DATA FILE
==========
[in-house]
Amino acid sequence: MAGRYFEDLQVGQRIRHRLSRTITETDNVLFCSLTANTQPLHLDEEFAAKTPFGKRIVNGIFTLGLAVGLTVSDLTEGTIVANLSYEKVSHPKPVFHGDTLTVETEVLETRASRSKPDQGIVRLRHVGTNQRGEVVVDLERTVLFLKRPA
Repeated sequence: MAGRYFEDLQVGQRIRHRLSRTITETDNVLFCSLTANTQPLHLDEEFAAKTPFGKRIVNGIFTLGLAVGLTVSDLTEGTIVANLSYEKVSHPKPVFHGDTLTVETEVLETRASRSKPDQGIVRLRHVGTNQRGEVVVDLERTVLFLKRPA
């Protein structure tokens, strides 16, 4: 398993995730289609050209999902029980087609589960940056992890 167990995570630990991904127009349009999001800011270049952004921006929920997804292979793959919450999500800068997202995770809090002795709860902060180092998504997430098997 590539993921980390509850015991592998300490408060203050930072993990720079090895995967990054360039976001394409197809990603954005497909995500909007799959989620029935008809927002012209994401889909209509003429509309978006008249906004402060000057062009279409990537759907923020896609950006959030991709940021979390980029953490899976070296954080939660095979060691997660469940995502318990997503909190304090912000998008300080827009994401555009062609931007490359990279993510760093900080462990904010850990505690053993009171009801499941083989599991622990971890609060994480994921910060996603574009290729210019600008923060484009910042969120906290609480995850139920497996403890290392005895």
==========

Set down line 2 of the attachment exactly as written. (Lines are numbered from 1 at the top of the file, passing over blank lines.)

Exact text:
Amino acid sequence: MAGRYFEDLQVGQRIRHRLSRTITETDNVLFCSLTANTQPLHLDEEFAAKTPFGKRIVNGIFTLGLAVGLTVSDLTEGTIVANLSYEKVSHPKPVFHGDTLTVETEVLETRASRSKPDQGIVRLRHVGTNQRGEVVVDLERTVLFLKRPA